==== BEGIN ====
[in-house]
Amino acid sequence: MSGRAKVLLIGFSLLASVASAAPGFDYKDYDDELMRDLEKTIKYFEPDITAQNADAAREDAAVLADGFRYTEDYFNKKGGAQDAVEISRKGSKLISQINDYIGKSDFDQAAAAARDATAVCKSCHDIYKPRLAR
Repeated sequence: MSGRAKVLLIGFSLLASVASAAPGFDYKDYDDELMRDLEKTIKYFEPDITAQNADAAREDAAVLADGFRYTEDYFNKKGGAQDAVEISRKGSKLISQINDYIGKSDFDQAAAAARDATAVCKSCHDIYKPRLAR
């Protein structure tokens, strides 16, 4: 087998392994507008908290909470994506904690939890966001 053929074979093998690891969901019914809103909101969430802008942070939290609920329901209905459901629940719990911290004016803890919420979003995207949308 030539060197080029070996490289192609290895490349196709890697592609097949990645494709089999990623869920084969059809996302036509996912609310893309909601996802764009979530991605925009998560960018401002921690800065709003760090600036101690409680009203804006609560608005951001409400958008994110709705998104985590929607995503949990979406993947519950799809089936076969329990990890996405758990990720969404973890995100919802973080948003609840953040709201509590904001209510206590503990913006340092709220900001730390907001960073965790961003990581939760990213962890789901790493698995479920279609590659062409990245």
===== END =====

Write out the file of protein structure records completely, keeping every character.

[in-house]
Amino acid sequence: MSGRAKVLLIGFSLLASVASAAPGFDYKDYDDELMRDLEKTIKYFEPDITAQNADAAREDAAVLADGFRYTEDYFNKKGGAQDAVEISRKGSKLISQINDYIGKSDFDQAAAAARDATAVCKSCHDIYKPRLAR
Repeated sequence: MSGRAKVLLIGFSLLASVASAAPGFDYKDYDDELMRDLEKTIKYFEPDITAQNADAAREDAAVLADGFRYTEDYFNKKGGAQDAVEISRKGSKLISQINDYIGKSDFDQAAAAARDATAVCKSCHDIYKPRLAR
């Protein structure tokens, strides 16, 4: 087998392994507008908290909470994506904690939890966001 053929074979093998690891969901019914809103909101969430802008942070939290609920329901209905459901629940719990911290004016803890919420979003995207949308 030539060197080029070996490289192609290895490349196709890697592609097949990645494709089999990623869920084969059809996302036509996912609310893309909601996802764009979530991605925009998560960018401002921690800065709003760090600036101690409680009203804006609560608005951001409400958008994110709705998104985590929607995503949990979406993947519950799809089936076969329990990890996405758990990720969404973890995100919802973080948003609840953040709201509590904001209510206590503990913006340092709220900001730390907001960073965790961003990581939760990213962890789901790493698995479920279609590659062409990245």